Saturday, April 30, 2016

46) April 30, 2016

These are pages 47, 48 and 49 from a story board for a proposed series called “Roxie’s Raiders”, done by Jack Kirby for the Ruby-Spears animation studio, some time in the early ‘80’s. (My set of copies has many gaps; I invited anyone who is able to fill those gaps. I’m missing pages 4,6,12, 14 through 29, and 36 through 46.)

The last sentence of yesterday’s post puts me in mind of something that I hadn’t questioned until writing that sentence: That John Dorman, head director of the Ruby-Spears Action-Adventure Storyboard Department, was also in charge of the Presentation Art Department (or whatever it was called. It was the department in charge of working up ideas for new series to pitch to the networks.) Is this actually true though? Was John Dorman the decider-in-chief who got to commission his favorite comic book artists to come up with ideas for series? I assume he had to answer to Joe Ruby and Ken Spears. 

To quote Wikipedia: “Ruby-Spears Productions (also know as Ruby-Spears Enterprises was a Burbank, California based entertainment production company that specialized in animation. The firm was founded in 1977 by veteran writers Joe Ruby and Ken Spears. Both Ruby and Spears started out as sound editors at Hanna-Barbera, and later branched out into writing stories for such programs as Space Ghost and The Herculoids. In 1968, they were assigned the task of developing a mystery-based cartoon series for Saturday morning, the result of which was Scooby-Doo, Where Are You!. They were also writers and producers for DePatie-Freleng Enterprises, particularly for The Pink Panther and Sons.[1]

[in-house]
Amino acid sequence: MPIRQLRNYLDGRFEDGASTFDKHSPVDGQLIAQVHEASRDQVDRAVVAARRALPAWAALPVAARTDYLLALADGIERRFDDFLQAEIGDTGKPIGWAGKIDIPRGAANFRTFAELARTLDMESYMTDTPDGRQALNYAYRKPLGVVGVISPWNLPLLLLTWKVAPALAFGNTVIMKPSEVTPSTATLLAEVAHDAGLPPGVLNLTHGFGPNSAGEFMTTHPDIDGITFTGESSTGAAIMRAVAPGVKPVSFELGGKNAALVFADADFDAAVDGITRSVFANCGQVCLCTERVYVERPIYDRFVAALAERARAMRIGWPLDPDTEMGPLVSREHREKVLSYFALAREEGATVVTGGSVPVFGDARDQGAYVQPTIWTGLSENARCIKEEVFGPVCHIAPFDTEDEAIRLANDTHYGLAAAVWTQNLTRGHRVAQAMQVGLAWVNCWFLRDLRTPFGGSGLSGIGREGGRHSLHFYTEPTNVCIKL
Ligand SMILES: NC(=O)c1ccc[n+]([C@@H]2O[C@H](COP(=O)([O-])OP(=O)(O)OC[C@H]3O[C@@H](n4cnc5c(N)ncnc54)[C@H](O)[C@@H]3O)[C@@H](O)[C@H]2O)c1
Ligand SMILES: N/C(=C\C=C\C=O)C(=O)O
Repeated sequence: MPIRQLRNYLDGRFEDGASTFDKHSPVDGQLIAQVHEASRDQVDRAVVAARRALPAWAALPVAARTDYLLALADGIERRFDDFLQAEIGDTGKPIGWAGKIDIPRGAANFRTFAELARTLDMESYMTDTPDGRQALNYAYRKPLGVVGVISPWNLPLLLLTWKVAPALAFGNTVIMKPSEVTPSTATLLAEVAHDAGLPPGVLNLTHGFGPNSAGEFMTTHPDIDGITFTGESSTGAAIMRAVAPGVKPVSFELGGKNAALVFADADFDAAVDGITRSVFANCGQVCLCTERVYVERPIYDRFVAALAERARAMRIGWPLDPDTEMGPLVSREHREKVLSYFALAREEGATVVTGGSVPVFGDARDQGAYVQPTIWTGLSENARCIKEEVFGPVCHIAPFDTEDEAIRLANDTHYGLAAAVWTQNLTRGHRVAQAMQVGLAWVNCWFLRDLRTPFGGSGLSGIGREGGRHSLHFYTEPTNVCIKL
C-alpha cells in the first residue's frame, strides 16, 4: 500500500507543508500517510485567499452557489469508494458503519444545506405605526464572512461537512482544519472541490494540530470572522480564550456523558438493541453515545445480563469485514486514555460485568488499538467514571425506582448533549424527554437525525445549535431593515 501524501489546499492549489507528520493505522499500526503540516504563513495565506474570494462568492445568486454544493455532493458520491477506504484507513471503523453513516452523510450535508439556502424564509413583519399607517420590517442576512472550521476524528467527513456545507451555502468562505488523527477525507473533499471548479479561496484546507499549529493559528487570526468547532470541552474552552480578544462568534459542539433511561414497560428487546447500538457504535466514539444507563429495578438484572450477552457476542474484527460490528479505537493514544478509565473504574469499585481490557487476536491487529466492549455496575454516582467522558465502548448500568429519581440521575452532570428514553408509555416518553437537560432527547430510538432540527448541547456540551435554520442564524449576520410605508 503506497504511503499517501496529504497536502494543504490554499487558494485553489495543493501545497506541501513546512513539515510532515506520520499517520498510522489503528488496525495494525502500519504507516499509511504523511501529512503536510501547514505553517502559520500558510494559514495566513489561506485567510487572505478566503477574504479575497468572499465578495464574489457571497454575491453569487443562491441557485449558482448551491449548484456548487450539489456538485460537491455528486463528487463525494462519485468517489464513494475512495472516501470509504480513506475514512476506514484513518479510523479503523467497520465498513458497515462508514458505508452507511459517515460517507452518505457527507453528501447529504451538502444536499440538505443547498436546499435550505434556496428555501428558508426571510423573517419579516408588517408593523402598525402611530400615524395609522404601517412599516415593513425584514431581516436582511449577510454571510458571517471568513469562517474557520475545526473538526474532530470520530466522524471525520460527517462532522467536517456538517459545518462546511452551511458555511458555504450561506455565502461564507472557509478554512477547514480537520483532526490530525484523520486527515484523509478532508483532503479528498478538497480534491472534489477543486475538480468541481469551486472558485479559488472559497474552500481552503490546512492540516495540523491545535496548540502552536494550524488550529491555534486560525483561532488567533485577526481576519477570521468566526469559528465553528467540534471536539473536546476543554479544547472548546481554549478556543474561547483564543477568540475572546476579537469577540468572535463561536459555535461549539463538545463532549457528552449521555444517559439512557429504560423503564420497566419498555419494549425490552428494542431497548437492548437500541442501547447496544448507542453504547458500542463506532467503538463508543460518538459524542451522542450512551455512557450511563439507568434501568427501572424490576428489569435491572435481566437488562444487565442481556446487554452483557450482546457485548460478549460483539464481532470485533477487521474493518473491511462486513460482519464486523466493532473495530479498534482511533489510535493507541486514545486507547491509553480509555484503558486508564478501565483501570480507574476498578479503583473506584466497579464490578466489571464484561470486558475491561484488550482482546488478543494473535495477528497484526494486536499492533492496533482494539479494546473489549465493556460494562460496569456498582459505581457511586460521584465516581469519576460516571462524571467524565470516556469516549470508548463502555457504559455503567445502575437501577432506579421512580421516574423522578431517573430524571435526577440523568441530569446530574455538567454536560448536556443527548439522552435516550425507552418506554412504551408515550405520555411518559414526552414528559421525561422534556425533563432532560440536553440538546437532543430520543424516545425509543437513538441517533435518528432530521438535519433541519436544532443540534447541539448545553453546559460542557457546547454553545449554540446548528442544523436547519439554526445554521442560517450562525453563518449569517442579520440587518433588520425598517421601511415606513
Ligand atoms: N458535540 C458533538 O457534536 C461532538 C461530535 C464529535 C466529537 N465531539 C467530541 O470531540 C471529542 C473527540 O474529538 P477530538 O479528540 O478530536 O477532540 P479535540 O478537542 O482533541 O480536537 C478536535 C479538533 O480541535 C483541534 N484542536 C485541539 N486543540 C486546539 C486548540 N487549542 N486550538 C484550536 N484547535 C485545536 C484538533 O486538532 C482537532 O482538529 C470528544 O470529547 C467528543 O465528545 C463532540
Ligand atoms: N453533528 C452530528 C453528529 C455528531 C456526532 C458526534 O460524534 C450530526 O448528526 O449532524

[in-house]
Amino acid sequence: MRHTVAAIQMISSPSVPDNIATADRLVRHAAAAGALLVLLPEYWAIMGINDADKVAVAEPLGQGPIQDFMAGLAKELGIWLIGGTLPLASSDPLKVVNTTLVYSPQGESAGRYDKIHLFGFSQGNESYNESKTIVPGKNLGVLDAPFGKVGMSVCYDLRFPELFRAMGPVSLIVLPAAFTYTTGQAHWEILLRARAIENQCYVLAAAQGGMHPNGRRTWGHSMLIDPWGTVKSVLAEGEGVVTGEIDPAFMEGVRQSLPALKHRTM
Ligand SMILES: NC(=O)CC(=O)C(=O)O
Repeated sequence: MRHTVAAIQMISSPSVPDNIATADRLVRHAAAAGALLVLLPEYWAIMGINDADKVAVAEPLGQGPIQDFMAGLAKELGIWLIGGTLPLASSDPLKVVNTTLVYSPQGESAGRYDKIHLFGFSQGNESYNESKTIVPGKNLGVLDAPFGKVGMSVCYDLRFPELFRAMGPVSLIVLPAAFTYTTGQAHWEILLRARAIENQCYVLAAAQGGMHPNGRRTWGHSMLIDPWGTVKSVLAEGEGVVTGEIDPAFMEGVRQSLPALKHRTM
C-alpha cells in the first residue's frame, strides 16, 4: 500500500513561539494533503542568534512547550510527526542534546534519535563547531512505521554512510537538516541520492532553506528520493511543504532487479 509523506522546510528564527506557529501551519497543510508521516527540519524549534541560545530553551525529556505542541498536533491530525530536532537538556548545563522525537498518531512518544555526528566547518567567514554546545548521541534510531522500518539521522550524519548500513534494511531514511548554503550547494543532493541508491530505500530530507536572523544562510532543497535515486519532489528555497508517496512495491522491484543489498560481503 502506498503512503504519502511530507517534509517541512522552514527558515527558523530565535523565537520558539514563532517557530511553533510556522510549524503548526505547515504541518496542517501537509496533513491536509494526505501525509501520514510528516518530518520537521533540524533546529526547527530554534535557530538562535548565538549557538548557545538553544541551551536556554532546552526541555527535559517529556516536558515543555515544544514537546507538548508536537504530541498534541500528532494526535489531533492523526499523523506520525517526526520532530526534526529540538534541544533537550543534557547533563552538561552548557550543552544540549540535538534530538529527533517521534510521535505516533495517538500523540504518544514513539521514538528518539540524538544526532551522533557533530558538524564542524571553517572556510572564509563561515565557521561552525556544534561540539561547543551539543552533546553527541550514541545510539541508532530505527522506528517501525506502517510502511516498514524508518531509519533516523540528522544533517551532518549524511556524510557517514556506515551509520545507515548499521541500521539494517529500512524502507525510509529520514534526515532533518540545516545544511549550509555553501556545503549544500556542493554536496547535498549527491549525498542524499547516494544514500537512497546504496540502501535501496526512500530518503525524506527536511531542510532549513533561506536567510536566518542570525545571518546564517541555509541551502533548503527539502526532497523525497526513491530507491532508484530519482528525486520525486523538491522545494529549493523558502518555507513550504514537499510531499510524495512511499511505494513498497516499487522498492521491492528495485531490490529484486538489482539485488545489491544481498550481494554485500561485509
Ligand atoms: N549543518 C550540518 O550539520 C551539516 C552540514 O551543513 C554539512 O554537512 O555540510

The firm's credits include the animated series Fangface, Fangface and Fangpuss, The Plastic Man Comedy/Adventure Show, Thundarr the Barbarian, Rubik the Amazing Cube, the 1983 version of Alvin and the Chipmunks series, The Centurions, the 1988 Superman series and the American Mega Man cartoon series.
Only one series, Piggsburg Pigs!, used Canadian voice talent rather than American one like most of their other cartoon shows. Ruby-Spears was also responsible for the animated sequence in the 1988 film Child's Play.
The Ruby-Spears studio was founded in 1977 as a subsidiary of Filmways Television and was sold in late 1981 to Taft Broadcasting, becoming a sister company to Hanna-Barbera Productions. In 1991, Ruby-Spears was spun off into RS Holdings while most of the original Ruby-Spears library (its pre-1991 library) was sold along with Hanna-Barbera to Turner Broadcasting System, which in turn merged with Time Warner in 1996. The Ruby-Spears studio closed in 1996.[2]”

This obituary of John Dorman is quoted from Animation Magazine , February 1, 2011.
“Veteran storyboard artist John Dorman died Saturday at the age of 58, according to a post on The Animation Guild blog. The cause of death has not been revealed.
Dorman began his career in 1974 as an assistant animator on The Nine Lives of Fritz the Cat. Within a few years, he was working regularly as a layout artist on animated TV series such as Tarzan, Fantastic Four and Plastic Man and a segment in the animated feature Heavy Metal.
In the 1980s, he worked as a story director on such series as Thundarr the Barbarian, Goldie Gold and Action Jack, Rubik the Amazing Cube, Mister T and Foofur.
Dorman’s credits as a storyboard artist include The New Adventures of Batman, Smurfs, Tiny Toon Adventures, The Ripping Friends and the 2005 animated feature Valiant. He also designed characters for several projects, including an animated Police Academy series.
The images in this story are from Dorman’s blog, which you can find at

Wow. John was only 2 years older at the time of his death than I am now.

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